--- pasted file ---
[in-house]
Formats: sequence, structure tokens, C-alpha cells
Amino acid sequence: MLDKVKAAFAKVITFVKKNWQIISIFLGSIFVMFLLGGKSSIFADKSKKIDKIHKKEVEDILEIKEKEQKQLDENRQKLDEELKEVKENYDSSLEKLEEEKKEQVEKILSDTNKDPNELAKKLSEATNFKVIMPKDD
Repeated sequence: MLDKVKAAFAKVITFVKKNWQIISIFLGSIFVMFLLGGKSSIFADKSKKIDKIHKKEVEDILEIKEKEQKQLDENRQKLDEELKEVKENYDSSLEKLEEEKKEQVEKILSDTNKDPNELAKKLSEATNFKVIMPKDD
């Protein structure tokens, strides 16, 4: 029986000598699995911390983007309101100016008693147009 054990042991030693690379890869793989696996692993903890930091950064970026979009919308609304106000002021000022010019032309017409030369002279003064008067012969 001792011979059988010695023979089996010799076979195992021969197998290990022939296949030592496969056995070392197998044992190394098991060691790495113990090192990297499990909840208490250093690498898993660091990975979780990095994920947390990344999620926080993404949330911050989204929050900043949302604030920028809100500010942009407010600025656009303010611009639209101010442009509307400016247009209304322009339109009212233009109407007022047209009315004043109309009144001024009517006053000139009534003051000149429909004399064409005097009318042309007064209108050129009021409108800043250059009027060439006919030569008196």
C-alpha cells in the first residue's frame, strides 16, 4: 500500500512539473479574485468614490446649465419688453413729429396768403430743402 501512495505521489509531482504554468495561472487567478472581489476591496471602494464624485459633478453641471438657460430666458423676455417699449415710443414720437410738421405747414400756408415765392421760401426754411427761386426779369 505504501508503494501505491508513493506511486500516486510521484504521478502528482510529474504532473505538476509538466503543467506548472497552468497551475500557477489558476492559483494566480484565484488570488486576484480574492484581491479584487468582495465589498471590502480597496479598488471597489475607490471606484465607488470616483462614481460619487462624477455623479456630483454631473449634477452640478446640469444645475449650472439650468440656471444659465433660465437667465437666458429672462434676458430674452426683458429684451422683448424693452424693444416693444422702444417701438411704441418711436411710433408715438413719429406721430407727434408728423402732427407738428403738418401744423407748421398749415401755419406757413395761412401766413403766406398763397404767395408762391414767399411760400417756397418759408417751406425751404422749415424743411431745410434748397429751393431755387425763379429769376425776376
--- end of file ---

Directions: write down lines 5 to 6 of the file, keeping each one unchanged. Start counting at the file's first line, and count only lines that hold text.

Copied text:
């Protein structure tokens, strides 16, 4: 029986000598699995911390983007309101100016008693147009 054990042991030693690379890869793989696996692993903890930091950064970026979009919308609304106000002021000022010019032309017409030369002279003064008067012969 001792011979059988010695023979089996010799076979195992021969197998290990022939296949030592496969056995070392197998044992190394098991060691790495113990090192990297499990909840208490250093690498898993660091990975979780990095994920947390990344999620926080993404949330911050989204929050900043949302604030920028809100500010942009407010600025656009303010611009639209101010442009509307400016247009209304322009339109009212233009109407007022047209009315004043109309009144001024009517006053000139009534003051000149429909004399064409005097009318042309007064209108050129009021409108800043250059009027060439006919030569008196």
C-alpha cells in the first residue's frame, strides 16, 4: 500500500512539473479574485468614490446649465419688453413729429396768403430743402 501512495505521489509531482504554468495561472487567478472581489476591496471602494464624485459633478453641471438657460430666458423676455417699449415710443414720437410738421405747414400756408415765392421760401426754411427761386426779369 505504501508503494501505491508513493506511486500516486510521484504521478502528482510529474504532473505538476509538466503543467506548472497552468497551475500557477489558476492559483494566480484565484488570488486576484480574492484581491479584487468582495465589498471590502480597496479598488471597489475607490471606484465607488470616483462614481460619487462624477455623479456630483454631473449634477452640478446640469444645475449650472439650468440656471444659465433660465437667465437666458429672462434676458430674452426683458429684451422683448424693452424693444416693444422702444417701438411704441418711436411710433408715438413719429406721430407727434408728423402732427407738428403738418401744423407748421398749415401755419406757413395761412401766413403766406398763397404767395408762391414767399411760400417756397418759408417751406425751404422749415424743411431745410434748397429751393431755387425763379429769376425776376